DROR KAMIR &
|The holy birds of أبابيل (abābīl), خطاطيف (khāţaţīf) and سمائم (samā'im) – are they all Apus affinis?|
The idea that the "birds of abābīl" are a kind of swifts or swallows can be traced back to Al-Damiri (1341?–1405), an Egyptian scholar who pilgrimaged to Mecca (Calvo 1997). In his book "The Life of Animals" (Ħayāt al-Ħayawān al-Kubra), he brings several traditions about the nature of these birds. One of them is attributed to Aisha (one of Prophet Muhammad's wives), and suggests that these birds closely resemble khāţaţīf (Al-Damiri, online edition 2010 by Al-Maktaba al-Shamela, 1:32), birds that are either swifts or swallows according to Al-Damiri's book itself (in the entries for khuţţāf, samā'im and sunūnū, ibid. 1:411, 2:38, 2:51 respectively).
In the entry khuţţāf mentioned above, Al-Damiri writes, "[There are] several species of khāţaţīf, one species is accustomed to seashores, digs its house there and nests in it. Its body is small […], its color is gray and people call it snūnū [swallows]. […] There is also a species with long fine wings, accustomed to the mountains and eats ants. This species is called samā'im [swifts], and some call this species snūnū [swallows]. […] It is many in Al-Masjid al-Ħarām [the Holy Mosque] in Mecca. It nests in its roof, in Bāb Ibrāhīm [the Gate of Abraham] and in of Bāb Bani Shaybah [the Gate of the Shaybah Tribe]. Some people claim it is the birds of abābīl with which Allah tormented the Owners of the Elephant" (translation from Arabic by D. Kamir).
This information became available to European scholars in the 17th century mainly through the work of Samuel Bochart (1599-1667). He cited the original Arabic text of the paragraph above, and translated it into Latin, in his book known as Hierozoici. In his citation, Bāb Ibrāhīm is rendered as Maqām Ibrāhīm (Station of Abraham).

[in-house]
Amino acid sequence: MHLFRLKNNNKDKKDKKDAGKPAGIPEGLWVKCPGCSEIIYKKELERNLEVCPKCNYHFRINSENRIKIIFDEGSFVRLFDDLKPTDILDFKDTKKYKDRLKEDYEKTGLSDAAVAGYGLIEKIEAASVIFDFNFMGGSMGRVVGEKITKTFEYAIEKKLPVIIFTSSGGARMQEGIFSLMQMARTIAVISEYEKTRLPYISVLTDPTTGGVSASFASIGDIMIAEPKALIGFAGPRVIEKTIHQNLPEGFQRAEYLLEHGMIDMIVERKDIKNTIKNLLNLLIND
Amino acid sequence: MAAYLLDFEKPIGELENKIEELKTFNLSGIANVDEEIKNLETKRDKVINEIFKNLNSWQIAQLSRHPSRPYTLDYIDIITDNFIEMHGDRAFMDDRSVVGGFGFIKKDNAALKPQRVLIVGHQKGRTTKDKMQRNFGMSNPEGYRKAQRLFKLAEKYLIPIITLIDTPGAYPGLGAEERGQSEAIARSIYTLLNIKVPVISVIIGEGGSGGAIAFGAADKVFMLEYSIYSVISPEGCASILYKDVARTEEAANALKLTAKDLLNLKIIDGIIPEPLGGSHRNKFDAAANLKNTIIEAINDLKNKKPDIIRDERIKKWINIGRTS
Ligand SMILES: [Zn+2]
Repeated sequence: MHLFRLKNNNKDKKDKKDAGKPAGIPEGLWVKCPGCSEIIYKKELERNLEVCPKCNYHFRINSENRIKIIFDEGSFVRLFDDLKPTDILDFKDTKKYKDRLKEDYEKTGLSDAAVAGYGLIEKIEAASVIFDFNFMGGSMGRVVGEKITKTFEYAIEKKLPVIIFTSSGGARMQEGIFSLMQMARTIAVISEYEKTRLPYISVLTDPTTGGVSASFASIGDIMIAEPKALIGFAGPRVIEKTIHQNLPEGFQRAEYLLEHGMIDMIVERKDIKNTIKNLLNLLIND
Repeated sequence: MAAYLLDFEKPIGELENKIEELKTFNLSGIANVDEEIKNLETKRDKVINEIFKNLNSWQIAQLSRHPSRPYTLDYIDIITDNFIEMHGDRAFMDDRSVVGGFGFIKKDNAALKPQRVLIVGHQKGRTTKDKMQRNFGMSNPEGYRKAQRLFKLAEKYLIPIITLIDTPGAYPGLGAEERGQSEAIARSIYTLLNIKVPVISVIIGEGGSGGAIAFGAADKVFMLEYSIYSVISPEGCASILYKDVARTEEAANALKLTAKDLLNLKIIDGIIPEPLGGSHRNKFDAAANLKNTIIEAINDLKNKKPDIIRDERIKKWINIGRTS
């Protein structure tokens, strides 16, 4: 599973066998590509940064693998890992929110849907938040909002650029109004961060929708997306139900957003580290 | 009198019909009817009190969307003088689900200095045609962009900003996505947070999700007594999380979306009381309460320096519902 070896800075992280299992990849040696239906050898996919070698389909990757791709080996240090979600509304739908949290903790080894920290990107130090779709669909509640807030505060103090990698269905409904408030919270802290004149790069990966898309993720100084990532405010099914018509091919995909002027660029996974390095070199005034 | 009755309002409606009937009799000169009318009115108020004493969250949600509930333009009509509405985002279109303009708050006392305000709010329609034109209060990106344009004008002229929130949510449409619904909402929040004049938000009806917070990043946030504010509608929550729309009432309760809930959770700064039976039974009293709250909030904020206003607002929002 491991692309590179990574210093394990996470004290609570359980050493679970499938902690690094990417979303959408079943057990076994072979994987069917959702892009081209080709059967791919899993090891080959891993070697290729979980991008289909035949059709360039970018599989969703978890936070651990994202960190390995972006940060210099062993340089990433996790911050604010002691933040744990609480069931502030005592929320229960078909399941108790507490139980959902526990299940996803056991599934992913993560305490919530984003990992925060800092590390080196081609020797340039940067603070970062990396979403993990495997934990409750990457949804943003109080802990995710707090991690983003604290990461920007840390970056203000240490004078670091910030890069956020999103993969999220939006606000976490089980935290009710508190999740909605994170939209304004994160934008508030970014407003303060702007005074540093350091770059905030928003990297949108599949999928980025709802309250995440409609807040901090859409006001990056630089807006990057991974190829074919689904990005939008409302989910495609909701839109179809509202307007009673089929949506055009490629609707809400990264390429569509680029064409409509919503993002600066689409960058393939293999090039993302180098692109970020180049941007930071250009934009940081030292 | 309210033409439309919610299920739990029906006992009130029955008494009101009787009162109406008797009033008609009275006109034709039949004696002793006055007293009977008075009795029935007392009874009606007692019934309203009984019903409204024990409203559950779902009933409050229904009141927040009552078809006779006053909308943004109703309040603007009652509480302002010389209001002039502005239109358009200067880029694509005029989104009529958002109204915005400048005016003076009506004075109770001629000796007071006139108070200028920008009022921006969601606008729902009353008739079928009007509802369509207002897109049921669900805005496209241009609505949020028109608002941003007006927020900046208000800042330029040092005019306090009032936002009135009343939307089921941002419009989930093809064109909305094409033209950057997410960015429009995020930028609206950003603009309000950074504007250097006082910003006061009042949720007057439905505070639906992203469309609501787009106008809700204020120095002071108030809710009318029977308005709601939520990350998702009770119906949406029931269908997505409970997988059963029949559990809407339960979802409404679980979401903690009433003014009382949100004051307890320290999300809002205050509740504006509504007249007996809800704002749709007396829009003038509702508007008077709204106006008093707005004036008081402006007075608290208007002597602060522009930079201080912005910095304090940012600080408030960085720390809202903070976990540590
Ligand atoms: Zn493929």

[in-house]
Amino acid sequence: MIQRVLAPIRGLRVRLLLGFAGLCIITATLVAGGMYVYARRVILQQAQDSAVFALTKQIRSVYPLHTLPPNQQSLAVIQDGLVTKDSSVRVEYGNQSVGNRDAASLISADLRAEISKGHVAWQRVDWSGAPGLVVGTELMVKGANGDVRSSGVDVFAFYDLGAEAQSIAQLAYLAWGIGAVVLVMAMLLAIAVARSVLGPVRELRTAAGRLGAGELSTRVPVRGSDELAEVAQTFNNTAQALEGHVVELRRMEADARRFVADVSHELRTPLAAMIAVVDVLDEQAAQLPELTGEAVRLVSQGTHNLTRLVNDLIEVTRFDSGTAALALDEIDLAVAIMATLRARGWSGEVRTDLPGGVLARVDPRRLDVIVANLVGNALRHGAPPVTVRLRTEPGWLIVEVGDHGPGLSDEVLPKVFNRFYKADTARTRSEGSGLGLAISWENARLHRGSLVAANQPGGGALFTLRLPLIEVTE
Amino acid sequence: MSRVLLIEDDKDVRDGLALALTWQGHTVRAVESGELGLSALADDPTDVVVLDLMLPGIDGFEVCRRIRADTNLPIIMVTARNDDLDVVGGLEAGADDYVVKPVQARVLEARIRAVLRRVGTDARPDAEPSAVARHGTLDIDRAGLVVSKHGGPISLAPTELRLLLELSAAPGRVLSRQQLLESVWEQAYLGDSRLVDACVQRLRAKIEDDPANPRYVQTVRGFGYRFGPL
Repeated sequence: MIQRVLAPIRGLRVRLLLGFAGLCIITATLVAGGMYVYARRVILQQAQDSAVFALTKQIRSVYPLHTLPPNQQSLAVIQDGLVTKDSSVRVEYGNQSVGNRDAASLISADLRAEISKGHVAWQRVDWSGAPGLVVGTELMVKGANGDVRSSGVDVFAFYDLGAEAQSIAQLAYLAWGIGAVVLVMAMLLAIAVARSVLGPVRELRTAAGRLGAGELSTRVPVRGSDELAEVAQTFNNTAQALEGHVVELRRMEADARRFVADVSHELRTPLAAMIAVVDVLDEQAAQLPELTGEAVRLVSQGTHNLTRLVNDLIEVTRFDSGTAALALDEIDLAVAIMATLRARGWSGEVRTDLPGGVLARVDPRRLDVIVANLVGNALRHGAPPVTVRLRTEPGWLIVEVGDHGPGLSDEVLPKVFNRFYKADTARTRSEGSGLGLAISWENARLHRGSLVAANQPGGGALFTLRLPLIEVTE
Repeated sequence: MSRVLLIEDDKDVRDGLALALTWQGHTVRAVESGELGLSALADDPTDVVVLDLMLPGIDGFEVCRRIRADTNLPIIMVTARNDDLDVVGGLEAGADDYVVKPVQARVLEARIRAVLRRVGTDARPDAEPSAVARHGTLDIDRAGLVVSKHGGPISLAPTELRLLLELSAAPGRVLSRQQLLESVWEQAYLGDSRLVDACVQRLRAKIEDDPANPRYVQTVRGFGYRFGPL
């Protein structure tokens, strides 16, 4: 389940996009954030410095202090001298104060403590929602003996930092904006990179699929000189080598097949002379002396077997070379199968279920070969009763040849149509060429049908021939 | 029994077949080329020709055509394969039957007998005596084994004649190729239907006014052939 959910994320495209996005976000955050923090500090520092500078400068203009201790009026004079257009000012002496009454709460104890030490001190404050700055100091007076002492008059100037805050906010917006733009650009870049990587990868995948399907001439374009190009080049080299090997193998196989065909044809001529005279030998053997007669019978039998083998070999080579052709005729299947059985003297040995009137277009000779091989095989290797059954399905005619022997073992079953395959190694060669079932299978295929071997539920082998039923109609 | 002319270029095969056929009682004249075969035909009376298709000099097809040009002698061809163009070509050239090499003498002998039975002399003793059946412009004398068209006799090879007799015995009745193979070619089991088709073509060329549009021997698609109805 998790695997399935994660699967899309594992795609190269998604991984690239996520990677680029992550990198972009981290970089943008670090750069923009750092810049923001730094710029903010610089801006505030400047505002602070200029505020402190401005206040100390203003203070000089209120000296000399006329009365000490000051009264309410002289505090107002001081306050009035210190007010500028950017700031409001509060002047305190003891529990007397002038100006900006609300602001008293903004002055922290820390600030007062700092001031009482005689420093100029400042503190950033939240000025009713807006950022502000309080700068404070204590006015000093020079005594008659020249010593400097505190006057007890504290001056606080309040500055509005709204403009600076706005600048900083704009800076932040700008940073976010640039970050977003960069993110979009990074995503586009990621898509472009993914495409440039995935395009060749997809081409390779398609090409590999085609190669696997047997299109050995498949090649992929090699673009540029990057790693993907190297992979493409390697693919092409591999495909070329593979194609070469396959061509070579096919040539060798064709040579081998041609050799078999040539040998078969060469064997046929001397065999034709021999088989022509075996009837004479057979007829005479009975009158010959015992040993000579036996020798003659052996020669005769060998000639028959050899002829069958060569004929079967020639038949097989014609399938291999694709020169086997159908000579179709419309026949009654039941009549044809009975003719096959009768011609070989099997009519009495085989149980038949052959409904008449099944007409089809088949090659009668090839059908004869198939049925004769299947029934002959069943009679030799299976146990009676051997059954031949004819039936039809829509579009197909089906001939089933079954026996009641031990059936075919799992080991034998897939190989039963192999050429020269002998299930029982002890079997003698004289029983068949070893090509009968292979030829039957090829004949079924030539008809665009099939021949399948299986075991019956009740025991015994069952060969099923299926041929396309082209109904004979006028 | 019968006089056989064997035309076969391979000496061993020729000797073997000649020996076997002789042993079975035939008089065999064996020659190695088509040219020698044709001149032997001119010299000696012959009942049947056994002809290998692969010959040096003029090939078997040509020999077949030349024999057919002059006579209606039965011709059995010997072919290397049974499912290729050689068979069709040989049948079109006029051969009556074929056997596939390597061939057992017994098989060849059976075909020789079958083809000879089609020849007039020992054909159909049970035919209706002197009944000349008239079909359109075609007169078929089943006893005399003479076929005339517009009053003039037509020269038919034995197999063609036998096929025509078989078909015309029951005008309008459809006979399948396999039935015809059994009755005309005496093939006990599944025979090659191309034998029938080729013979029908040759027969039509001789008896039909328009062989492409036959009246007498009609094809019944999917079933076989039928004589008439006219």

Al-Damiri does not make a clear distinction between swifts and swallows. He treats swifts and swallows as one species that breeds at the vicinity of the Kaaba, Maqām Ibrāhīm (Station of Abraham) and the former entrance to the Plaza, the Gate of Bani Shaybah. This observation marks the oldest precise nesting place of the holy places in Mecca (Tigges & Kamir 2013).
As for the recent ornithology Jennings listed the swift species in and around Mecca today (Jennings 2010). The African Palm Swift Cypsiurus parvus, the Alpine Swift Tachymarptis melba and the Pallid Swift Apus pallidus are seen in the vicinity, while only the Little Swift Apus affinis is recorded as a breeder.
According to the scholarly tradition and given that the
living conditions did not change significantly, it is quite eligible, that
Apus affinis is the species which was reported as Abābīl in the Quran seen
by Al Damiri as Samā'im in the 14th century, and which is now recorded on the
ABBA database (see Tigges & Kamir 2013).
2013, No. 5133